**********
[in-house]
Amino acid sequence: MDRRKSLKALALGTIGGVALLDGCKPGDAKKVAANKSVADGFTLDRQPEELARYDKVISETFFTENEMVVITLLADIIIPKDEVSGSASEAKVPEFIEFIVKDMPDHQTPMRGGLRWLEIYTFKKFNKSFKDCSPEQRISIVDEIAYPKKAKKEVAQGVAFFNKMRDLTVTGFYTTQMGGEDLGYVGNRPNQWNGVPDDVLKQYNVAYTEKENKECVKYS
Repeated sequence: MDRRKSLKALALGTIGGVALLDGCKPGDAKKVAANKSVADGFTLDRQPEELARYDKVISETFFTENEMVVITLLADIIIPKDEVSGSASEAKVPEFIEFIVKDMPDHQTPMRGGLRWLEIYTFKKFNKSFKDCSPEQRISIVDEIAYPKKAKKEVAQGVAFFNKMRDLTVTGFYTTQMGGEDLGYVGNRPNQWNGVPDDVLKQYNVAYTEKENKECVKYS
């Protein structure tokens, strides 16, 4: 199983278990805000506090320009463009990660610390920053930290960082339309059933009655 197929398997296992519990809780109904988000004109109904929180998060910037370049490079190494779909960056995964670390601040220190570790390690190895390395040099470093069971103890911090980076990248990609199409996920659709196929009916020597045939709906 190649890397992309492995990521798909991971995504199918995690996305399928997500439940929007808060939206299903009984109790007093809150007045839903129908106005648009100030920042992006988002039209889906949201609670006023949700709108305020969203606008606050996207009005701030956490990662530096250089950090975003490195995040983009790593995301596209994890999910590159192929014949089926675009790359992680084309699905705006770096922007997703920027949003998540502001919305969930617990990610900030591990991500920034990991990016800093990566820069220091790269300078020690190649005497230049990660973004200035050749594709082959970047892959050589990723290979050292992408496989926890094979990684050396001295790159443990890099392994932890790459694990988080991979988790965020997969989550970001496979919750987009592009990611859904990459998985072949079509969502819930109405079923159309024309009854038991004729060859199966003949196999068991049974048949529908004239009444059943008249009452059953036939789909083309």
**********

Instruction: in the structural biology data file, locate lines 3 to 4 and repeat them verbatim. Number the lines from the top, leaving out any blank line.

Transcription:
Repeated sequence: MDRRKSLKALALGTIGGVALLDGCKPGDAKKVAANKSVADGFTLDRQPEELARYDKVISETFFTENEMVVITLLADIIIPKDEVSGSASEAKVPEFIEFIVKDMPDHQTPMRGGLRWLEIYTFKKFNKSFKDCSPEQRISIVDEIAYPKKAKKEVAQGVAFFNKMRDLTVTGFYTTQMGGEDLGYVGNRPNQWNGVPDDVLKQYNVAYTEKENKECVKYS
């Protein structure tokens, strides 16, 4: 199983278990805000506090320009463009990660610390920053930290960082339309059933009655 197929398997296992519990809780109904988000004109109904929180998060910037370049490079190494779909960056995964670390601040220190570790390690190895390395040099470093069971103890911090980076990248990609199409996920659709196929009916020597045939709906 190649890397992309492995990521798909991971995504199918995690996305399928997500439940929007808060939206299903009984109790007093809150007045839903129908106005648009100030920042992006988002039209889906949201609670006023949700709108305020969203606008606050996207009005701030956490990662530096250089950090975003490195995040983009790593995301596209994890999910590159192929014949089926675009790359992680084309699905705006770096922007997703920027949003998540502001919305969930617990990610900030591990991500920034990991990016800093990566820069220091790269300078020690190649005497230049990660973004200035050749594709082959970047892959050589990723290979050292992408496989926890094979990684050396001295790159443990890099392994932890790459694990988080991979988790965020997969989550970001496979919750987009592009990611859904990459998985072949079509969502819930109405079923159309024309009854038991004729060859199966003949196999068991049974048949529908004239009444059943008249009452059953036939789909083309």